The most reliable and comprehensive estimates show a large drop in child poverty in 2020, while poverty rates for working age adults and older adults remained largely unchanged. The new poverty information was released by the US Census Bureau as the 2020 American Community Survey 1-Year Experimental Data.
Better news on child poverty in Ohio in 2020
In 2020, just under 423,000 children lived in poverty in Ohio, representing a child poverty rate of 16.8 percent. The last time child poverty measured this low was the 2000 decennial census, which reported the share of children who lived in poverty in 1999. This is excellent news for Ohio’s children, as growing up in poverty has been linked to a host of negative health and social circumstances.
In 2020, just under 423,000 children lived in poverty in Ohio.
Seem too good to be true? There’s certainly reason for skepticism. ACS 1-year estimates always carry uncertainty, but COVID-19 disrupted data collection in 2020 in ways which may have undercounted low-income households. The Census Bureau made statistical adjustments, released only a limited set of data which met their stringent standards, and took extra time for the analysis. They also advise against comparing the 2020 Experimental Data with previous years. Therefore, we are not able to determine if changes are statistically significant. Even with the challenges, the 2020 experimental ACS data remain the best estimates of income and poverty in Ohio and across the country, and a drop in child poverty is consistent with other sources of information.
How could child poverty have fallen during a year when unemployment reached record levels and parents struggled to balance work and remote school for their children?
Cash benefits like stimulus payments diminished economic disruption during the pandemic
How could child poverty have fallen during a year when unemployment reached record levels and parents struggled to balance work and remote school for their children? It appears that the government’s swift action during the pandemic had the desired effect. Available ACS data does not allow us to examine the reasons for the decline, but other models found that government intervention during the pandemic blunted the impact of economic disruption. The ACS relies on household income to calculate poverty status, which in 2020 would have included Economic Impact Payments (aka stimulus) and any additional unemployment compensation for parents.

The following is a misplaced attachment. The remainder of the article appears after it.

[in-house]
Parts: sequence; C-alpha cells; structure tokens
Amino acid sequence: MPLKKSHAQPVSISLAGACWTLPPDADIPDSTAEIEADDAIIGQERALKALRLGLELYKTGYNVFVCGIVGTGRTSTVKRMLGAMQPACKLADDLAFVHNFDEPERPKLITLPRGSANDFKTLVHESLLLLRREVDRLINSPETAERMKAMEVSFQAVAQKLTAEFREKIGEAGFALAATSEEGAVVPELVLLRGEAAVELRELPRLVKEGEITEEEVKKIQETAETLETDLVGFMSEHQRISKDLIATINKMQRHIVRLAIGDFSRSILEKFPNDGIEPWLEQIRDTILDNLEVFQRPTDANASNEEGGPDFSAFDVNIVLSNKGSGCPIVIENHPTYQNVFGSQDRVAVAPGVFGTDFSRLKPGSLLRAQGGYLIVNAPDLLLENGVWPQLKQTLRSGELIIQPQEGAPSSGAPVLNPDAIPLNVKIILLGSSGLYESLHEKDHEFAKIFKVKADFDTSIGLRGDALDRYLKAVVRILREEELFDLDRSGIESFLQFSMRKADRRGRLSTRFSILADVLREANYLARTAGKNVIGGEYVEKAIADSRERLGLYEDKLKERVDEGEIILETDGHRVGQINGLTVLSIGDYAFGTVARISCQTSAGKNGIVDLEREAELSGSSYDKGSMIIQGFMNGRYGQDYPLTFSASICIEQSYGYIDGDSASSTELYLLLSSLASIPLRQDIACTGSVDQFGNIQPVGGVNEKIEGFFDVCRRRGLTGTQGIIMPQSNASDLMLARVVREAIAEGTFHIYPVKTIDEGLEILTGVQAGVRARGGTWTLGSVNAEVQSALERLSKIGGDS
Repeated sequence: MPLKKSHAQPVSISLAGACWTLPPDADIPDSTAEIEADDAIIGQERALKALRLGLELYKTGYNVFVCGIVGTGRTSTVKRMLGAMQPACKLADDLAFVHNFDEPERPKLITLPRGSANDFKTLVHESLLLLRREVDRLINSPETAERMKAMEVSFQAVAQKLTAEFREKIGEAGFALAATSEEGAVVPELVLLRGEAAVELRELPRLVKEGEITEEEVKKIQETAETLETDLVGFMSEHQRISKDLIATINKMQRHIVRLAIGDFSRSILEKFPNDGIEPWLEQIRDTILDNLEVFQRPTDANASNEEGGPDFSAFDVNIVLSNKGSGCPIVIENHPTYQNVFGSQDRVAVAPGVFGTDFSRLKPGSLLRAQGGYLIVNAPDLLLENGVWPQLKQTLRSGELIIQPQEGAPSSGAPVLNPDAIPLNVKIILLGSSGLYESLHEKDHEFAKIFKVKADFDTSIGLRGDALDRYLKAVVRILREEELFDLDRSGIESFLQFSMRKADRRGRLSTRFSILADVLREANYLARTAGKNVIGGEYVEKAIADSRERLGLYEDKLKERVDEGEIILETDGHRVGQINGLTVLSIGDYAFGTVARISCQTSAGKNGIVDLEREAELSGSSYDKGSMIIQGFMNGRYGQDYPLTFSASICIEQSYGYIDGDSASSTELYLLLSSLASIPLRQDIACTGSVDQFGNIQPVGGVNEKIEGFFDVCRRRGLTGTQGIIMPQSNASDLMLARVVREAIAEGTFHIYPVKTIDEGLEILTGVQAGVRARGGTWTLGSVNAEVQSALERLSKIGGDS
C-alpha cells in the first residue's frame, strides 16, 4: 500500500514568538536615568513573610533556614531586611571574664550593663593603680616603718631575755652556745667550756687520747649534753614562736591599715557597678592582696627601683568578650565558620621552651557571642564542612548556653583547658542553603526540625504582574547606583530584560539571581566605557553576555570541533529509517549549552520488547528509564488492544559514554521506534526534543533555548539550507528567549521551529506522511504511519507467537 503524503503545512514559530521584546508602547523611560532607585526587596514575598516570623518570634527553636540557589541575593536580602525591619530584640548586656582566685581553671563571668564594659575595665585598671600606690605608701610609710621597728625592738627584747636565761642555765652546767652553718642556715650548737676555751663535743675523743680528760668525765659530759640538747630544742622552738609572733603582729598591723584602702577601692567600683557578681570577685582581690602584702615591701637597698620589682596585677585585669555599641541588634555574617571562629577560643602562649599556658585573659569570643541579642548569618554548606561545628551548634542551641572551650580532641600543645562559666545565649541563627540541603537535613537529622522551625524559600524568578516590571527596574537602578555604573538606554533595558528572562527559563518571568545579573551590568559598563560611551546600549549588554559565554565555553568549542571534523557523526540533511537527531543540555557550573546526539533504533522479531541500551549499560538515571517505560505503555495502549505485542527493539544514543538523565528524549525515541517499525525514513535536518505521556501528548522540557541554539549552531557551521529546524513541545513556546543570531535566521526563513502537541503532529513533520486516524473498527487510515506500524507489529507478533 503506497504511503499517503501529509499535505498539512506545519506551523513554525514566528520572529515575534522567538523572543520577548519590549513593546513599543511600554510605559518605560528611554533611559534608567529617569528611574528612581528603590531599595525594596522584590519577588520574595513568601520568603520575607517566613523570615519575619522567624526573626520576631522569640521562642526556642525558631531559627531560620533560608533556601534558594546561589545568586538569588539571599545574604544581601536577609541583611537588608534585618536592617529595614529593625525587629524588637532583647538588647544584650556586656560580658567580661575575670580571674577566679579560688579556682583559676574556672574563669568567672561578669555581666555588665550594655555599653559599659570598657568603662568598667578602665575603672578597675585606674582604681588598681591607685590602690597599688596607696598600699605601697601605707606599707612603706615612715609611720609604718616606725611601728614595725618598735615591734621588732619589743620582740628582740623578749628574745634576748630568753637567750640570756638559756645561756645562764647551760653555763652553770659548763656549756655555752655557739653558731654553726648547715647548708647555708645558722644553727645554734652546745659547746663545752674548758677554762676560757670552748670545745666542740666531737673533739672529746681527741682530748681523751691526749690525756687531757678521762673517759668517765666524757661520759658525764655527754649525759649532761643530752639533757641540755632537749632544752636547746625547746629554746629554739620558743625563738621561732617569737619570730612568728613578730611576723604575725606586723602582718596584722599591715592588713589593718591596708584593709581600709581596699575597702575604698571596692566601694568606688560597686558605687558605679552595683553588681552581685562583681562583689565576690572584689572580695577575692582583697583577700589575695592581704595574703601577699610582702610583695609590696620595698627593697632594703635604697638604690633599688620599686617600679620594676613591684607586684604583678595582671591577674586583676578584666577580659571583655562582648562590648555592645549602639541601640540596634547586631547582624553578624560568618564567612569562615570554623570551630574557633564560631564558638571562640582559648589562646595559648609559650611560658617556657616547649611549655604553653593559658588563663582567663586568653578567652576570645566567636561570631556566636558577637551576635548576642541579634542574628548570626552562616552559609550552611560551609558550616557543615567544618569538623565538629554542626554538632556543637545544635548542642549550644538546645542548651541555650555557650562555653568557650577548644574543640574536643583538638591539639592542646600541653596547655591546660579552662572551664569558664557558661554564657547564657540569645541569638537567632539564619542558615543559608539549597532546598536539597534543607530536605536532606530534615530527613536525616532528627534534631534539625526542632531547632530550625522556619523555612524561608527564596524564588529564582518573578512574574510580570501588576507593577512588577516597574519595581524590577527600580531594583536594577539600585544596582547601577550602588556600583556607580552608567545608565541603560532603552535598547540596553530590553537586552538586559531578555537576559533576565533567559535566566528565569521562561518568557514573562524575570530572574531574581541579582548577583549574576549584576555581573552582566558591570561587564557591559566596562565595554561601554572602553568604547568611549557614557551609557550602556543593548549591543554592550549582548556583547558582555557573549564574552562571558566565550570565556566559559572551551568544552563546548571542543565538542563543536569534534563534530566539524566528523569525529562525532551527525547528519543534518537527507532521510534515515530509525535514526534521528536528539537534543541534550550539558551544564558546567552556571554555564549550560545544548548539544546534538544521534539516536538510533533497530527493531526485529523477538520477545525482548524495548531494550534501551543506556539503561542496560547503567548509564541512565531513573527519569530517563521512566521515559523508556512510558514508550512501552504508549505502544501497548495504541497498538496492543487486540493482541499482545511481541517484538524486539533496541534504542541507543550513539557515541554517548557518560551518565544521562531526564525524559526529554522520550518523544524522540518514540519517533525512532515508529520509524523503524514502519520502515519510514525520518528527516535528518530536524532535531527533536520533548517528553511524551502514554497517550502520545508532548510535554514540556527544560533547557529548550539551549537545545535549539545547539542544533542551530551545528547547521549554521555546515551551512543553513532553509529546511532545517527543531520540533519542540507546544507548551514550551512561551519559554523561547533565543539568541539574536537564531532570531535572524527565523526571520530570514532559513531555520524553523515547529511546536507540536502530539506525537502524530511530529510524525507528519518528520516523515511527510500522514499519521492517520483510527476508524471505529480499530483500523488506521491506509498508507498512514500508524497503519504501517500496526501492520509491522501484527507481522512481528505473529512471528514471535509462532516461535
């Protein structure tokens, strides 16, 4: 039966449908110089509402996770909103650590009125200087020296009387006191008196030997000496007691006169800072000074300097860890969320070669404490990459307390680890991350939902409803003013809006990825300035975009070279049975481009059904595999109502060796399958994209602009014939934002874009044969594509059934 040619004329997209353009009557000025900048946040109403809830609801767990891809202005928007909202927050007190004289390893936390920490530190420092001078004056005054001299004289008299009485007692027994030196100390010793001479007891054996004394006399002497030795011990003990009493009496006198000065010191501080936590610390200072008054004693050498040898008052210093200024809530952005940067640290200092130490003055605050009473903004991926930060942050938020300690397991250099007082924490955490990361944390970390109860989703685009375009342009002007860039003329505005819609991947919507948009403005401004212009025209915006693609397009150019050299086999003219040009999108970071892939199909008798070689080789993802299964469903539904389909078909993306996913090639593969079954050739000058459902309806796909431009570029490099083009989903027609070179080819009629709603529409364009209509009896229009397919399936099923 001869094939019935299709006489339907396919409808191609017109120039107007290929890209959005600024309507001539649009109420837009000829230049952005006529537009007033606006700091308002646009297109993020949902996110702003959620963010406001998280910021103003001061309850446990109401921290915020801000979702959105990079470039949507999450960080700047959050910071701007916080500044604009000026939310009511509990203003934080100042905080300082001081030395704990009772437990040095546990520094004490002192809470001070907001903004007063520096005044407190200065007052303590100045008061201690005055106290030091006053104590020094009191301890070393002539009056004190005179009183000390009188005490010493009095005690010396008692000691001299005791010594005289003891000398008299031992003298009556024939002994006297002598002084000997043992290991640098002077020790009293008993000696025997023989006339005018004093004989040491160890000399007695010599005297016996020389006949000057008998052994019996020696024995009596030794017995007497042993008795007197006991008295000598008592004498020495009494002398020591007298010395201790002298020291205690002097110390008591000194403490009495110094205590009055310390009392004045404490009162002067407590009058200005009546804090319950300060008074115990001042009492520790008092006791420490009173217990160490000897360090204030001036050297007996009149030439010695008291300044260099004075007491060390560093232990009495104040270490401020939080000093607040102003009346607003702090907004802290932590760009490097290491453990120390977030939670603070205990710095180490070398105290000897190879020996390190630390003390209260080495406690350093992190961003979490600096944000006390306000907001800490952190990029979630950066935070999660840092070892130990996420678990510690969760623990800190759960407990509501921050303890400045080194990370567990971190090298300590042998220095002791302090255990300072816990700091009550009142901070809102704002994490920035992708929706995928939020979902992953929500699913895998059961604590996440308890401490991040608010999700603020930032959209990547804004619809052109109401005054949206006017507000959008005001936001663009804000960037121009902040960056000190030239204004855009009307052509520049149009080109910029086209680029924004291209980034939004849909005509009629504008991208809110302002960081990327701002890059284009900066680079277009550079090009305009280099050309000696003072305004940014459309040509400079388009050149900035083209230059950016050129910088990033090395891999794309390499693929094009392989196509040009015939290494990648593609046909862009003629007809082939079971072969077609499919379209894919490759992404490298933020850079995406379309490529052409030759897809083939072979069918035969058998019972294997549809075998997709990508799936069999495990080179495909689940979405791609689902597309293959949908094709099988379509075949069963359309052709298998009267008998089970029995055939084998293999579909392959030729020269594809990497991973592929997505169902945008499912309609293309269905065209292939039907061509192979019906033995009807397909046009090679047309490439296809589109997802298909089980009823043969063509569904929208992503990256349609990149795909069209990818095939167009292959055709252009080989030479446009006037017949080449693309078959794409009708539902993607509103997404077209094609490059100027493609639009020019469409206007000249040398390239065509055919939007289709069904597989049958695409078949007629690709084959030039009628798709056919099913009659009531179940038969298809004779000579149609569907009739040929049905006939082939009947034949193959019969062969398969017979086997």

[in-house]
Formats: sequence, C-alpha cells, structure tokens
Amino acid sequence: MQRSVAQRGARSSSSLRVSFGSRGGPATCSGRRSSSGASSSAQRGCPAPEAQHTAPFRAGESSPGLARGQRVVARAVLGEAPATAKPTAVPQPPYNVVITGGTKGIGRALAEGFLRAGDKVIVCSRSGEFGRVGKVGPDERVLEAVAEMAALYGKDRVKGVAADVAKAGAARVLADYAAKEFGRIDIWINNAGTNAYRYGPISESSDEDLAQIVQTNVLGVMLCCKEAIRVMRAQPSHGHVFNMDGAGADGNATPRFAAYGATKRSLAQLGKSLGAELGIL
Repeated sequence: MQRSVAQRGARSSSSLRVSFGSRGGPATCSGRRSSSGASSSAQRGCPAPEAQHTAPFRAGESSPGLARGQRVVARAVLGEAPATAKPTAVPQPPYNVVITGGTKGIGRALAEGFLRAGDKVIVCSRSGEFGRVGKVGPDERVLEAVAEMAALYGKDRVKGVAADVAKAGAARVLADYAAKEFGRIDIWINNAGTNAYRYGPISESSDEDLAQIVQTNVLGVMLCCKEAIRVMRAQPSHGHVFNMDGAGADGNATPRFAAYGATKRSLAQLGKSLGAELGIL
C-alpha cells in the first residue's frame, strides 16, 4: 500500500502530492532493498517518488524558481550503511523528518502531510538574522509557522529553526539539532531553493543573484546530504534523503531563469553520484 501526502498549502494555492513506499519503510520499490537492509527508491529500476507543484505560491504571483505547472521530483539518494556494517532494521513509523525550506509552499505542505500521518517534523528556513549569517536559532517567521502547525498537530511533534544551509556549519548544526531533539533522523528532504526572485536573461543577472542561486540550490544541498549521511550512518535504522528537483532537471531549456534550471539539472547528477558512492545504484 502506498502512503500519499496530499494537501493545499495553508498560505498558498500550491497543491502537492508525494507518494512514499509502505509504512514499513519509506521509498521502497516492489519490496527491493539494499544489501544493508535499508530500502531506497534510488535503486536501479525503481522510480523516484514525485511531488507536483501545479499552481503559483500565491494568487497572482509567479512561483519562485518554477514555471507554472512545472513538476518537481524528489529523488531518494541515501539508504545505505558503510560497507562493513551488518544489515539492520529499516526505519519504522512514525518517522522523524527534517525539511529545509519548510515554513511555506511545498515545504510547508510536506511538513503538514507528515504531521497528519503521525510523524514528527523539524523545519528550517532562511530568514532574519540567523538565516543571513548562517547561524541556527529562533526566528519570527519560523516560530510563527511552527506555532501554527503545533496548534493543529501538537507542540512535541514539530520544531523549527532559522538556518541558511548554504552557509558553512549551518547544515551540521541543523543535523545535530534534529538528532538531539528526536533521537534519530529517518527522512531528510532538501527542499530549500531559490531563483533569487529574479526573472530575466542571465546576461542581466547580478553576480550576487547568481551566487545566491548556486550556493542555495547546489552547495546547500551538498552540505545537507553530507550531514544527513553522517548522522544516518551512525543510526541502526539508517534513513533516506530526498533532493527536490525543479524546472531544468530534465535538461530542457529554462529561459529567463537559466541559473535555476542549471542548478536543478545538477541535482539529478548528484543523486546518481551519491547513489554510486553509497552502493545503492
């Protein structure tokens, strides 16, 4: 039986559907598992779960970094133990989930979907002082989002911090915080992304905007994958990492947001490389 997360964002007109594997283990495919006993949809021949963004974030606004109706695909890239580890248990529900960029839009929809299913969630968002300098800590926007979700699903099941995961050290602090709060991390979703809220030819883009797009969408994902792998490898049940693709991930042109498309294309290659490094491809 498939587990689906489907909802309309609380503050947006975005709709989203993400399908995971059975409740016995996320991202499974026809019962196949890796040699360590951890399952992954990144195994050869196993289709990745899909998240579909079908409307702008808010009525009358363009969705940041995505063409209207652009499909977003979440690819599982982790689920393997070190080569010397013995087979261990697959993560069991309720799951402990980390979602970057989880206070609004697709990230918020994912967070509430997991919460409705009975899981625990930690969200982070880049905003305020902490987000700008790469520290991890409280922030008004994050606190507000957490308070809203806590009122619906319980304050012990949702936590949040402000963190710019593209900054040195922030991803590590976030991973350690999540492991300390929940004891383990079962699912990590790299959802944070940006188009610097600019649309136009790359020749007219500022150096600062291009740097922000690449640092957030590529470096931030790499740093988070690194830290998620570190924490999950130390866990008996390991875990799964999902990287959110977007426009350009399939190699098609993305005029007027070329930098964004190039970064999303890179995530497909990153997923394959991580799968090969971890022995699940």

The two rounds of stimulus went out in 2020 included at least $500 per dependent, and moved 3.2 million American children out of poverty. The actual impact of government action could be much larger because some other interventions, such as SNAP, P-EBT, and tax credits, help families make ends meet but are noncash benefits so excluded from these poverty calculations.
Maintaining the momentum to lift children out of poverty
It appears that children were the biggest beneficiaries of stimulus and other government actions. The experimental estimate from 2020 showed a poverty rate of 12.4 percent for working-age Ohio adults between the ages of 18 and 24, which is the same as the 2019 ACS estimate. Poverty rate for older adults appears to be slightly higher than in 2019, but the change is small. Even if these data could be compared directly, none of the differences would be statistically significant.
Time will tell if the promising drop in child poverty is an anomaly or the beginning of a trend.
Time will tell if the promising drop in child poverty is an anomaly or the beginning of a trend. Continued emergency food assistance and improvements in the Child Tax Credit certainly helped families in 2021 but have either ended or are expected to end this year. Unfortunately, policy decisions must move faster than data collection and analysis of their real-world impact. The 2020 child poverty estimates provide an indication of the positive impact timely and targeted government action can have on breaking cycles of poverty.